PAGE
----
April 11, 2014
Two weeks ago, in a Bullard Alert, we addressed the surprising decision, issued by Region 13 of the National Labor Relations Board in Chicago, that scholarship students playing on the Northwestern University football team are employees within the definition of the National Labor Relations Act. That conclusion is outrageous and disingenuous (in a “kabuki theater meets Punk’d” kind of way).
Where Do Things Stand?
The Regional Director ordered “an immediate election” in this case. Consistent with that directive, the NLRB has set April 25, 2014 as the date on which Northwestern University scholarship students who play football will vote on whether they want to be represented by the (so-called) College Athletes Players Association.
Additionally, on Wednesday Northwestern University filed an appeal to the NLRB’s ruling. The argument advanced in the brief is summarized on page 1 as follows:
“In this unprecedented decision, the Regional Director set out to alter the underlying premise upon which collegiate varsity sports is based. By finding that Northwestern University’s football program is a commercial enterprise and that its football scholarship student-athletes are ‘employees’ within the meaning of the National Labor Relations Act (‘Act’), the Regional Director ignored the evidence of Northwestern’s primary commitment to the education of all of its student-athletes, evidence that fully supports that its student-athletes are primarily students, and not employees. Based on the testimony of a single player who admitted that he aspires to play professional football, the Regional Director described Northwestern’s football program in a way that is unrecognizable from the evidence actually produced at the hearing.”
CAPA, the putative union, has the right to file an opposition to the appeal. If the NLRB grants review it is possible that the election would be delayed pending resolution of the appeal. It also is possible that the NLRB would allow the election to proceed on the scheduled date, but keep the ballots secret pending resolution of the appeal.
Why Northwestern University?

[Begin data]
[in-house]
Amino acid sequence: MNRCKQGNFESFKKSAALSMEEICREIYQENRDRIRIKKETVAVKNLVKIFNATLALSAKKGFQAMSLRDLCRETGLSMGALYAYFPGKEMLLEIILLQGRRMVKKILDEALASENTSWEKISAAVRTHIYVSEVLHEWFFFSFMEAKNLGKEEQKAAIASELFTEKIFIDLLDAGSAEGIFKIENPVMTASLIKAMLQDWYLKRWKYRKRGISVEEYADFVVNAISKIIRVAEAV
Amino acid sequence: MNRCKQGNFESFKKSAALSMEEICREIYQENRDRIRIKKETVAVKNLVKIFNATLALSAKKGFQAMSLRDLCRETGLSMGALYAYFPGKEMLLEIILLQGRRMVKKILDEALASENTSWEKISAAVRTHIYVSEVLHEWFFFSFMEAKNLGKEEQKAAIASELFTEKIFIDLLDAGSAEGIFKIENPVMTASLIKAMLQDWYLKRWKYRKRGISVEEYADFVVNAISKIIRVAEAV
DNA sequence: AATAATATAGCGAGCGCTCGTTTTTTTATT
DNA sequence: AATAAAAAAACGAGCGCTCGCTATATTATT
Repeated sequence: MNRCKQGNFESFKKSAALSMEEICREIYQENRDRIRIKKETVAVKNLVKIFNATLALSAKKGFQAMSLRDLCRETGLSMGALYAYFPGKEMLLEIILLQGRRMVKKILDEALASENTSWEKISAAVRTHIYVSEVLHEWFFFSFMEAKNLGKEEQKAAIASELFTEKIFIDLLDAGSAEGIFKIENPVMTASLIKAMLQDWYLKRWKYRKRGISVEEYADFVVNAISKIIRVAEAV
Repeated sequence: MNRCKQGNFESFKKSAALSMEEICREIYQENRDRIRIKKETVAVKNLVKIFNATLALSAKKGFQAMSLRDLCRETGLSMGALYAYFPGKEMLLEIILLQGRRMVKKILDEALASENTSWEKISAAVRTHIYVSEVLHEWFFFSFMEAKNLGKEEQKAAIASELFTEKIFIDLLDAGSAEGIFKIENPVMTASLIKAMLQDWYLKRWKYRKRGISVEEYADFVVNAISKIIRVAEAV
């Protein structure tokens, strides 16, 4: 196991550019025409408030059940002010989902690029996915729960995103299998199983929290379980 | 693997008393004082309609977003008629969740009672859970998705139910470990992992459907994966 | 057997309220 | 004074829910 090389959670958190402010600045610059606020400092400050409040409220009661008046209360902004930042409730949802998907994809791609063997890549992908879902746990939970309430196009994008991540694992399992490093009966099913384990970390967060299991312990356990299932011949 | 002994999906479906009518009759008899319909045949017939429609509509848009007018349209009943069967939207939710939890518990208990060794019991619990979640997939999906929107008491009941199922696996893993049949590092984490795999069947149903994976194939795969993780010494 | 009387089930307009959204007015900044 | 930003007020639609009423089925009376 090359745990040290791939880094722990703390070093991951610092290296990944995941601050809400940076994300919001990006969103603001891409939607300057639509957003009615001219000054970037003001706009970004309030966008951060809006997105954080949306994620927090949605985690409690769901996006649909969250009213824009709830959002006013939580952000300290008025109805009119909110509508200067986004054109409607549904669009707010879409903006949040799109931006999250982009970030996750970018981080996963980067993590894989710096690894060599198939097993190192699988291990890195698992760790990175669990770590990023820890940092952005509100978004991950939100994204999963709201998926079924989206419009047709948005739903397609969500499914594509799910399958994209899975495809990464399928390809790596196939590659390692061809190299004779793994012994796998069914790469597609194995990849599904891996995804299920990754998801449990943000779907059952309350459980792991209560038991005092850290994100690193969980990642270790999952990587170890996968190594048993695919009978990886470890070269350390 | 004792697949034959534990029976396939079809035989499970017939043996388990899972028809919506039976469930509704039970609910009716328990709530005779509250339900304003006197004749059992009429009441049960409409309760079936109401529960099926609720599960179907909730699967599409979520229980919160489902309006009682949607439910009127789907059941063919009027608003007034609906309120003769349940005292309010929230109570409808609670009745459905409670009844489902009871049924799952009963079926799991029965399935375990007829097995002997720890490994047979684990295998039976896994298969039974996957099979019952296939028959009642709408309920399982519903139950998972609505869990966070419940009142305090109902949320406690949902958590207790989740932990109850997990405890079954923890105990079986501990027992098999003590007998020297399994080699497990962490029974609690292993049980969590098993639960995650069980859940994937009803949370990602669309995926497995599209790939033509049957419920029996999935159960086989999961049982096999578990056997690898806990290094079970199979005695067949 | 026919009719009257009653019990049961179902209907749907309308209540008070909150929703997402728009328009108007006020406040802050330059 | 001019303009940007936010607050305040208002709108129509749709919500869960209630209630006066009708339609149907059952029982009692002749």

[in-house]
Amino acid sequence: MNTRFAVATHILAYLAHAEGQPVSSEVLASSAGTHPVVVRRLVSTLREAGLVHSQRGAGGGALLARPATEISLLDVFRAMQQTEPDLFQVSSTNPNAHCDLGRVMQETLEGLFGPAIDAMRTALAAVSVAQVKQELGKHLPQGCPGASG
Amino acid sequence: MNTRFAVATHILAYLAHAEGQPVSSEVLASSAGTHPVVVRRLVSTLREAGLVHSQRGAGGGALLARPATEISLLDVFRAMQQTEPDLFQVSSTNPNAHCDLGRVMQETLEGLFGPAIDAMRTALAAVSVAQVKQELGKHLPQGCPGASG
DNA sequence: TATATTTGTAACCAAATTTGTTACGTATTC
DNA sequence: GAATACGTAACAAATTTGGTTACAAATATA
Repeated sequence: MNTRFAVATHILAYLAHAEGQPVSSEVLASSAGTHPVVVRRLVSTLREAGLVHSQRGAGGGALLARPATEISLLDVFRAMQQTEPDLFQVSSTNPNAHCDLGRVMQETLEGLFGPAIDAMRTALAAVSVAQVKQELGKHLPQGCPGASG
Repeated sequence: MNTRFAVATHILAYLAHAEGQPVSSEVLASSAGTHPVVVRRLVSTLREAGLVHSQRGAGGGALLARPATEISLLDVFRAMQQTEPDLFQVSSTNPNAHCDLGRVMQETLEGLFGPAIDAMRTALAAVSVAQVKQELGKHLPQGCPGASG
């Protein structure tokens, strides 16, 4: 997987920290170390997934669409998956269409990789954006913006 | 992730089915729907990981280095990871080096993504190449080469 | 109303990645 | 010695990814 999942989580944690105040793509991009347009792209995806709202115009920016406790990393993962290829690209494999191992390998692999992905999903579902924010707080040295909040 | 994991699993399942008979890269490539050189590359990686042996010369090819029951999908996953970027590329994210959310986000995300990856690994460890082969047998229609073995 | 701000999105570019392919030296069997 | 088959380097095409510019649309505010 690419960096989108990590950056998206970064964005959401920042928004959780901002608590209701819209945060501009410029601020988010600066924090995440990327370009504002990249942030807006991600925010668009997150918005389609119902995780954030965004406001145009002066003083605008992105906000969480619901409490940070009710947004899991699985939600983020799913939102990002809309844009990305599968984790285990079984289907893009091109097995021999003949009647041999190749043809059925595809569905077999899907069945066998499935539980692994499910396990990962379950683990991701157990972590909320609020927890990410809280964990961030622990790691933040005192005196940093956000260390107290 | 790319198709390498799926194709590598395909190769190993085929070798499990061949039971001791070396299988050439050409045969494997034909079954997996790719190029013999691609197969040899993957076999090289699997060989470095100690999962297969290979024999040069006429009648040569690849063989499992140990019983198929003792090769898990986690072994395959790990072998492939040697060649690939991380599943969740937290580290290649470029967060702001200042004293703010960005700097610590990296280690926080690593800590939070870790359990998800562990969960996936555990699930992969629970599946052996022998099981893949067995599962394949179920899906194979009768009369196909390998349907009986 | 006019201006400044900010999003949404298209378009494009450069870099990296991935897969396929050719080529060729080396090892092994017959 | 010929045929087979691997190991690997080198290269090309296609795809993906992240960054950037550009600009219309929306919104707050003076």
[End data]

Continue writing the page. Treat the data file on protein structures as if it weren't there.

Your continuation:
One of the aspects of this matter that seems perplexing is why Northwestern University is the test case for asserting that football playing students are not adequately student-like. Indeed, Northwestern University’s appeal compellingly refutes the assertion that its focus is not on education.
“The remarkable 97% graduation rate for student-athletes in Northwestern’s football program—the highest FBS graduation rate in the country—is not something that should merely ‘be noted’ in passing, as the Regional Director did, but instead demonstrates the emphasis that Northwestern places on the academic success of its student-athletes. (Compare DDE at 13 with Tr. 500-01, 912-13, 1025.) Likewise, the fact that Northwestern’s football student-athletes consistently maintain an exceptional cumulative GPA average of over 3.00 is telling of Northwestern’s focus on its student-athletes as students. (Tr. 499, 1025.)”
In light of this evidence, one has to wonder why the NLRB would pick on Northwestern University rather than a school where attention to academics is less of a priority. (I am not going to name names, but will provide a partial list of graduation rates.) I believe that Northwestern University’s success in the classroom is actually the reason why it is considered a good test case. Had the Regional Director’s decision involved a lesser academic institution the decision would be open to criticism (e.g., on the grounds that it was aberrational and should be discounted because it concerned a school and program that has broken faith with its academic duty). I believe that the NLRB believes its position is more defensible because it involves Northwestern University.
We will continue to follow this case as it moves forward.
The Bullard Edge
Michael G. McClory joined Bullard Law in 1997. He likes talking about employment law, debating it, proposing revisions to it and even complaining about it. Perhaps so they could get some work done, his colleagues at Bullard Law suggested that he start a blog about employment law issues (broaden the conversation). And that is how this blog came to be.
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